The registry then sends a “challenge” to Mr. Jones via his registry application. The challenge may be in the form of a random number, text or even graphic containing clear or obscured random text/numbers. For example, the challenge could be a random number “9157638.” As depicted by the dashed line of
As shown in
The registry may consolidate not only identities but also real-time information (e.g., presence information) about the identities. For example, as shown in
One way in which this can be achieved is to have a service provider application running locally that authenticates the user to both the service provider and to the registry. As shown in
Later, when Mr. Jones uses his service provider application to change his presence information (e.g., by setting it to “Do Not Disturb”), the information received by the service provider will be passed to the registry so that other information services may see the same change, as shown in the last two steps of
Alternatively, in the case of having used the authentication method of
As shown in
Alternatively, as shown in
While the above embodiments of
In configurations such as those discussed above with respect to
A system, such as the registry described above, that tracks identities and corresponding presence information can provide additional that also make use of information stored in the registry. For example, the registry can support in-bound (i.e., pull to the user) and out-bound (i.e., push to the user) directed advertising to a particular user, whether or not the user manages plural identities through the registry. The advertising sent may be informed by the user's behavior on one or across multiple service provider domains.
Using a system such as the registry system described above, a user may also be able to manage a set of preferences that controls the order in which the user will be contacted when an in-bound request for communications arrives at the registry. For example, when Bob wants to initiate a text/voice messaging session with Sally, Bob's registry-compatible text messaging client may see that Sally is on-line and available for text messaging, but it may not show whether Sally is using AOL IM messaging service, GOOGLE TALK messaging service, or NET2PHONE COMMCENTER messaging service (because Sally doesn't want it known or because Bob's contact management software only displays presence information about modes, not applications). Bob might therefore invite Sally to a text and/or voice messaging chat session without knowing to which application the “invite” message is sent. That decision could be made by the registry in accordance with logic rules Sally establishes. For example, Sally might have established a connection preference rule (e.g., a “find me” rule) for the PICUP persona Bob is calling that “rings” her first using the NET2PHONE COMMCENTER messaging service, then using the GOOGLE TALK messaging service, then using the AOL INSTANT MESSENGER messaging service. Alternatively, the preference may be based on dynamic conditions, such as which application was most recently used, what time of day it is, what day it is, whether it is a holiday, etc. Other logic rules are possible, and all could be maintained as part of the registry user record for Sally.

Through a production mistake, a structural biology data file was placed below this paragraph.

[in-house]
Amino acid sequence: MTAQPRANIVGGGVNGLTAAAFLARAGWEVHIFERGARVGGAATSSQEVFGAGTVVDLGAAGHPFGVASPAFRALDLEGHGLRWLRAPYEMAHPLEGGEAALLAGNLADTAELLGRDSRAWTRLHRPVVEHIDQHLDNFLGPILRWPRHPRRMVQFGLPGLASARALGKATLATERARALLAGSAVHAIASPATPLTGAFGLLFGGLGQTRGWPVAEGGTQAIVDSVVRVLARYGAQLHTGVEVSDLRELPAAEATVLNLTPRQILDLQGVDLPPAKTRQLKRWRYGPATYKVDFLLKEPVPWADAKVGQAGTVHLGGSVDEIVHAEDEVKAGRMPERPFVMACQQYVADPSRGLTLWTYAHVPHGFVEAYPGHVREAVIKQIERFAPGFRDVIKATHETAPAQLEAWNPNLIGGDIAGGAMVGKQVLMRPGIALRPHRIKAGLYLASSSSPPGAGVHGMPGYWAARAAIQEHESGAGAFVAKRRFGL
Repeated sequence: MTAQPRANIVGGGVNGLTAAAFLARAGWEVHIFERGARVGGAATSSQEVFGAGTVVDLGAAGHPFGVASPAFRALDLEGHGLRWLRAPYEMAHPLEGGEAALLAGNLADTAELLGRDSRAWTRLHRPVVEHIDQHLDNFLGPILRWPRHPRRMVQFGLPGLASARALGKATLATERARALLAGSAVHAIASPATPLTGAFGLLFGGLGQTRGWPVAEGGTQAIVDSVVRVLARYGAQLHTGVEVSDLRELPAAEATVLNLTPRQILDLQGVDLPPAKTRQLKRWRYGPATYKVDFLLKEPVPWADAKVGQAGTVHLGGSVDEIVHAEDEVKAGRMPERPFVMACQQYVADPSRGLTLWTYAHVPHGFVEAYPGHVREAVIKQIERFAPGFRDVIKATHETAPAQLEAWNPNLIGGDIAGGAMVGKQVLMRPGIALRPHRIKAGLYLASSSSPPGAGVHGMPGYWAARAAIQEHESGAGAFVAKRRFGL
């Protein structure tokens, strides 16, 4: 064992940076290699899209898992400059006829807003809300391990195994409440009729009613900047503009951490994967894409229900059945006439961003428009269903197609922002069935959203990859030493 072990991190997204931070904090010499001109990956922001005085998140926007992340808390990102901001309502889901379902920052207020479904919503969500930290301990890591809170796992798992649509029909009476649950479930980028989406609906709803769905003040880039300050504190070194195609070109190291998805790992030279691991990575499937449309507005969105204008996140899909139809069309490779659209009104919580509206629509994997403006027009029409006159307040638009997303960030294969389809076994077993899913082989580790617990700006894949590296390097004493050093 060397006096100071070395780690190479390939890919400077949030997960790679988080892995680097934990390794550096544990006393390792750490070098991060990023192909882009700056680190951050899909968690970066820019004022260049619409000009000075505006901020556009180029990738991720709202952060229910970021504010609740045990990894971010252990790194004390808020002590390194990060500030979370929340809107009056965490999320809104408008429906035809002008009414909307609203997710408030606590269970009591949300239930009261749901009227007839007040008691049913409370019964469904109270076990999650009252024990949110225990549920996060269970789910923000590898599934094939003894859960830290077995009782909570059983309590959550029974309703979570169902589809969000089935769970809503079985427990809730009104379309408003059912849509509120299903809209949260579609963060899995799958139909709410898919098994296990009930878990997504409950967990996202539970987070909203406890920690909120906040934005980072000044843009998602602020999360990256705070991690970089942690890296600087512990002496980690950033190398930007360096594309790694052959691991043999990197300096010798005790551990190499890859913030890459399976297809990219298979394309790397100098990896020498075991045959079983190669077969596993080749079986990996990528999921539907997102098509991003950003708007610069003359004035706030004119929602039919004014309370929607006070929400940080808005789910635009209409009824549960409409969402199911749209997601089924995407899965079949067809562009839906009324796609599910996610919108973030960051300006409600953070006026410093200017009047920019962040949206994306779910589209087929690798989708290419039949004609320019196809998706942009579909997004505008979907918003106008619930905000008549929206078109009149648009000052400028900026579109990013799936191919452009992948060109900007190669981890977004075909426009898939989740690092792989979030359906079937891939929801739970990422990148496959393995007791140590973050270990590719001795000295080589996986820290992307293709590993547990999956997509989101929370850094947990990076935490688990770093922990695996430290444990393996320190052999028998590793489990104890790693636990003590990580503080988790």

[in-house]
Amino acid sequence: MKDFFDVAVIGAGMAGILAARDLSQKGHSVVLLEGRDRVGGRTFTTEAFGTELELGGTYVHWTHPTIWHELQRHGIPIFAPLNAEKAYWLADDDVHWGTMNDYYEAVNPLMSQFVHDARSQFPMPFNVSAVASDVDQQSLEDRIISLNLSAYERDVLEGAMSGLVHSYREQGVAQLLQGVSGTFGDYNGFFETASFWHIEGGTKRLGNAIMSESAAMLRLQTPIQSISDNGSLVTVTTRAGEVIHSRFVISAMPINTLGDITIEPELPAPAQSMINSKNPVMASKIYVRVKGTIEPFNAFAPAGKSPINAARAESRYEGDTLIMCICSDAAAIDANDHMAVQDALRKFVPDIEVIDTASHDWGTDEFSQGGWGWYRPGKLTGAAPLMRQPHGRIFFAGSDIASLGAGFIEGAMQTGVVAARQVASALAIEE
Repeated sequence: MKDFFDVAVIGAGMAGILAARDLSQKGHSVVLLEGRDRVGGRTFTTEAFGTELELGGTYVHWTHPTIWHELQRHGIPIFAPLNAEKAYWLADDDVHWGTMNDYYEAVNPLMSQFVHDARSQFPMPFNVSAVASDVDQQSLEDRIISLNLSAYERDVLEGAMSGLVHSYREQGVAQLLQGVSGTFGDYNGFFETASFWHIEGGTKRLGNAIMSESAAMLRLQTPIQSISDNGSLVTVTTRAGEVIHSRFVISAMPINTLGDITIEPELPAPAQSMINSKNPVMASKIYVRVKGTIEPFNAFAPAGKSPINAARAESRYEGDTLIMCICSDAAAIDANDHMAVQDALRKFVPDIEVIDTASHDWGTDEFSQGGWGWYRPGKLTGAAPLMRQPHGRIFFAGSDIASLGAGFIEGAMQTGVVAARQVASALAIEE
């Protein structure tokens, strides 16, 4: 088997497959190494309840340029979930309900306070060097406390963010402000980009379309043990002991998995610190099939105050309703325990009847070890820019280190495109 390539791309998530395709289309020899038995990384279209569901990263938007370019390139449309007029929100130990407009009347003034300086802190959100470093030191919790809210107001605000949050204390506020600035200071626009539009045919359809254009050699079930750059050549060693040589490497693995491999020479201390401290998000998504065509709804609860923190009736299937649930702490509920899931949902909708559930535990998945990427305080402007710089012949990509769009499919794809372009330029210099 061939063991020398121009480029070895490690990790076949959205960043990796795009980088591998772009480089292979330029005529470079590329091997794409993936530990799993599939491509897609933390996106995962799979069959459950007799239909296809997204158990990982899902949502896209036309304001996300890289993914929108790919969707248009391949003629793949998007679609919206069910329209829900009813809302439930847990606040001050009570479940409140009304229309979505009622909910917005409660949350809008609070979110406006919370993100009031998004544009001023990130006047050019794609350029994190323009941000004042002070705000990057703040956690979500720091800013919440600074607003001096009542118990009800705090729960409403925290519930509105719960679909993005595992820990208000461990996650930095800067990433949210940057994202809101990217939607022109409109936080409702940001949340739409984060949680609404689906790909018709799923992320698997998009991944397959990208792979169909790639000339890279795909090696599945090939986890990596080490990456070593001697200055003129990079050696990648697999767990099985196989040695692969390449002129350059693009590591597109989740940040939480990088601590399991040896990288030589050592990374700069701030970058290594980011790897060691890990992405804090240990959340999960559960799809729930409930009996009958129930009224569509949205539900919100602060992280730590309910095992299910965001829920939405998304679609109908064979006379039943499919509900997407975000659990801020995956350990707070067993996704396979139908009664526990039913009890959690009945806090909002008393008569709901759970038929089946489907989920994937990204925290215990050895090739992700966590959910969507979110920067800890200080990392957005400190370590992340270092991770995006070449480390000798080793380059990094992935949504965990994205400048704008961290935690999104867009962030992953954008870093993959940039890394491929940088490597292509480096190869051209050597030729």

Such preferences also make it possible to receive a preferred mode of communication. For example, the list of preferences may state that during the weekday, the preferred method of connecting is via a specified work telephone number, and then at a cell phone, and then at a voice-based messaging service, then at a text-based messaging service, etc. Alternatively, the list of preferences may state that during the weekend, the preferred method of connecting is via a voice-based messaging service, then at a text-based messaging service, and then no other connections are permitted. Thus, an initiating user may use the registry application to ask the registry what the best match is for contacting a receiving user, and then, based on the information returned, the registry application can start (or request that the user start) the appropriate service provider application to establish the communication channel between the initiating and receiving users.
The registry application may also be configured such that it interfaces with at least one of the service provider applications to provide connection control (e.g., call set up and tear down) and messaging services. In such a configuration, the user interfaces with the registry application to send messages (e.g., text message, voice messages or voice-over-IP call streams) to the service provider application which then sends them on to its corresponding service provider. The registry application may perform media protocol translations as necessary to provide the messages to the service provider application in a format which it understands. For example, if the registry application receives a voice stream in a first format (e.g., raw) but the service provider application expects it in a second format (e.g., compressed), then the registry application may perform the necessary conversion. In one embodiment, the registry application and the service provider application engage in a format negotiation to determine a preferred format for sending the messages.
While certain configurations of structures have been illustrated for the purposes of presenting the basic structures of the present invention, one of ordinary skill in the art will appreciate that other variations are possible which would still fall within the scope of the appended claims.